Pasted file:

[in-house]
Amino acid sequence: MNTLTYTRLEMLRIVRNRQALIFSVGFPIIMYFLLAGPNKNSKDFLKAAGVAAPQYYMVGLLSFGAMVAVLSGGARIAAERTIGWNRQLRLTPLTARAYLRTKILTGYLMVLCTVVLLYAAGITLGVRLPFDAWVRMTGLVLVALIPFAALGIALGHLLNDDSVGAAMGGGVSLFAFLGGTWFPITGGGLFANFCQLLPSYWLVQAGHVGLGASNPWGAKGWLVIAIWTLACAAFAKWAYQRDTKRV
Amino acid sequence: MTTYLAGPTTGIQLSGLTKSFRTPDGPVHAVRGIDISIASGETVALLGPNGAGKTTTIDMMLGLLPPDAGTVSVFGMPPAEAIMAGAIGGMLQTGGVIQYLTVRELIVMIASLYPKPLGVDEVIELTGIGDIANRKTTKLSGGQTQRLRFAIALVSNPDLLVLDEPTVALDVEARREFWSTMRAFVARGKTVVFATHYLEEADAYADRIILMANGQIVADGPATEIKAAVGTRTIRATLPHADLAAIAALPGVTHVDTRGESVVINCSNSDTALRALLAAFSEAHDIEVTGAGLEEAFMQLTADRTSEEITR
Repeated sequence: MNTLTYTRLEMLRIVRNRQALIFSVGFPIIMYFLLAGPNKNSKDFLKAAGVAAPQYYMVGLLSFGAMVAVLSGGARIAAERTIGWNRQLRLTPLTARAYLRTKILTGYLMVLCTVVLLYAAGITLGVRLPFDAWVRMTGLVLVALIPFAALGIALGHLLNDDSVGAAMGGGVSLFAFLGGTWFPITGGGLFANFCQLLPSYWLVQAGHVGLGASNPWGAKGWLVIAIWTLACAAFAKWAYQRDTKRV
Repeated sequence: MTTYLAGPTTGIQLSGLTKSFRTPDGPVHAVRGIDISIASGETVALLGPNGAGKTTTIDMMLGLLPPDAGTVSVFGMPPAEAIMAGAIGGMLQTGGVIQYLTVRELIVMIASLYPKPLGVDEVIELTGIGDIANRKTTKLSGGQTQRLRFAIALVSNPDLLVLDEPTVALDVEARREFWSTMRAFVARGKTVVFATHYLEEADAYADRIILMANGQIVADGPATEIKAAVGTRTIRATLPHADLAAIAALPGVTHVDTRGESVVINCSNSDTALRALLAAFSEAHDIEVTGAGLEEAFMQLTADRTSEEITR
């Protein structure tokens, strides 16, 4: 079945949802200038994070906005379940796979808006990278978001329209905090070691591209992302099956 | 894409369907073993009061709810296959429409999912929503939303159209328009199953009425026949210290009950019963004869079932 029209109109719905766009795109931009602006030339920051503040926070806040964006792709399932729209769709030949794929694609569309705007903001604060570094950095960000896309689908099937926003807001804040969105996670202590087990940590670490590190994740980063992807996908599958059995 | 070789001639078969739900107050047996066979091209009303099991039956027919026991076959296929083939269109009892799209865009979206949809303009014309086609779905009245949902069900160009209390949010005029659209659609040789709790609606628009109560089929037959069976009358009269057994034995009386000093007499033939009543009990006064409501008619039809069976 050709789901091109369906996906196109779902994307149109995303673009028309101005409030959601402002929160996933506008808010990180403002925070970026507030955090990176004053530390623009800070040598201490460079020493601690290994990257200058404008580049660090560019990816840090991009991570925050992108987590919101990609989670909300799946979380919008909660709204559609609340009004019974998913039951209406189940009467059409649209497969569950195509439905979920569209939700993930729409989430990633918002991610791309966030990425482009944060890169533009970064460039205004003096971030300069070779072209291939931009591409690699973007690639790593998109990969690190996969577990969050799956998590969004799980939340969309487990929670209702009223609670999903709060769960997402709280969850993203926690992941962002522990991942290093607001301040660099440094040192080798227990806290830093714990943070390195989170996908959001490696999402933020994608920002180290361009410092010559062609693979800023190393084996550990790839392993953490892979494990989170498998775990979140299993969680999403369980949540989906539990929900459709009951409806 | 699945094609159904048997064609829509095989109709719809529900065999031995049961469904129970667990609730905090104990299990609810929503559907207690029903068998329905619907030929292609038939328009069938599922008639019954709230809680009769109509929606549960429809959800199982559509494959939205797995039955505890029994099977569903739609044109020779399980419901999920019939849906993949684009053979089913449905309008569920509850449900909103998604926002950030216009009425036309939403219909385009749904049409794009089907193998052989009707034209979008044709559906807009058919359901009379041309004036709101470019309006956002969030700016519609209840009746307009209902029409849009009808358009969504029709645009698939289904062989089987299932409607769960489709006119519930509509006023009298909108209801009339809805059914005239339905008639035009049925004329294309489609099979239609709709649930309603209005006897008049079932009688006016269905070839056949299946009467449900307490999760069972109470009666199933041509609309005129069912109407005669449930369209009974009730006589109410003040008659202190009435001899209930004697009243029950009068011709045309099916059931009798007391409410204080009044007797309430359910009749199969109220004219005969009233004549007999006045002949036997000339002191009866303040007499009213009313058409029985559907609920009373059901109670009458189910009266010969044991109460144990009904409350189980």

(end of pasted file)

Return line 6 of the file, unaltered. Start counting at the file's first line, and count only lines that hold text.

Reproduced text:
């Protein structure tokens, strides 16, 4: 079945949802200038994070906005379940796979808006990278978001329209905090070691591209992302099956 | 894409369907073993009061709810296959429409999912929503939303159209328009199953009425026949210290009950019963004869079932 029209109109719905766009795109931009602006030339920051503040926070806040964006792709399932729209769709030949794929694609569309705007903001604060570094950095960000896309689908099937926003807001804040969105996670202590087990940590670490590190994740980063992807996908599958059995 | 070789001639078969739900107050047996066979091209009303099991039956027919026991076959296929083939269109009892799209865009979206949809303009014309086609779905009245949902069900160009209390949010005029659209659609040789709790609606628009109560089929037959069976009358009269057994034995009386000093007499033939009543009990006064409501008619039809069976 050709789901091109369906996906196109779902994307149109995303673009028309101005409030959601402002929160996933506008808010990180403002925070970026507030955090990176004053530390623009800070040598201490460079020493601690290994990257200058404008580049660090560019990816840090991009991570925050992108987590919101990609989670909300799946979380919008909660709204559609609340009004019974998913039951209406189940009467059409649209497969569950195509439905979920569209939700993930729409989430990633918002991610791309966030990425482009944060890169533009970064460039205004003096971030300069070779072209291939931009591409690699973007690639790593998109990969690190996969577990969050799956998590969004799980939340969309487990929670209702009223609670999903709060769960997402709280969850993203926690992941962002522990991942290093607001301040660099440094040192080798227990806290830093714990943070390195989170996908959001490696999402933020994608920002180290361009410092010559062609693979800023190393084996550990790839392993953490892979494990989170498998775990979140299993969680999403369980949540989906539990929900459709009951409806 | 699945094609159904048997064609829509095989109709719809529900065999031995049961469904129970667990609730905090104990299990609810929503559907207690029903068998329905619907030929292609038939328009069938599922008639019954709230809680009769109509929606549960429809959800199982559509494959939205797995039955505890029994099977569903739609044109020779399980419901999920019939849906993949684009053979089913449905309008569920509850449900909103998604926002950030216009009425036309939403219909385009749904049409794009089907193998052989009707034209979008044709559906807009058919359901009379041309004036709101470019309006956002969030700016519609209840009746307009209902029409849009009808358009969504029709645009698939289904062989089987299932409607769960489709006119519930509509006023009298909108209801009339809805059914005239339905008639035009049925004329294309489609099979239609709709649930309603209005006897008049079932009688006016269905070839056949299946009467449900307490999760069972109470009666199933041509609309005129069912109407005669449930369209009974009730006589109410003040008659202190009435001899209930004697009243029950009068011709045309099916059931009798007391409410204080009044007797309430359910009749199969109220004219005969009233004549007999006045002949036997000339002191009866303040007499009213009313058409029985559907609920009373059901109670009458189910009266010969044991109460144990009904409350189980």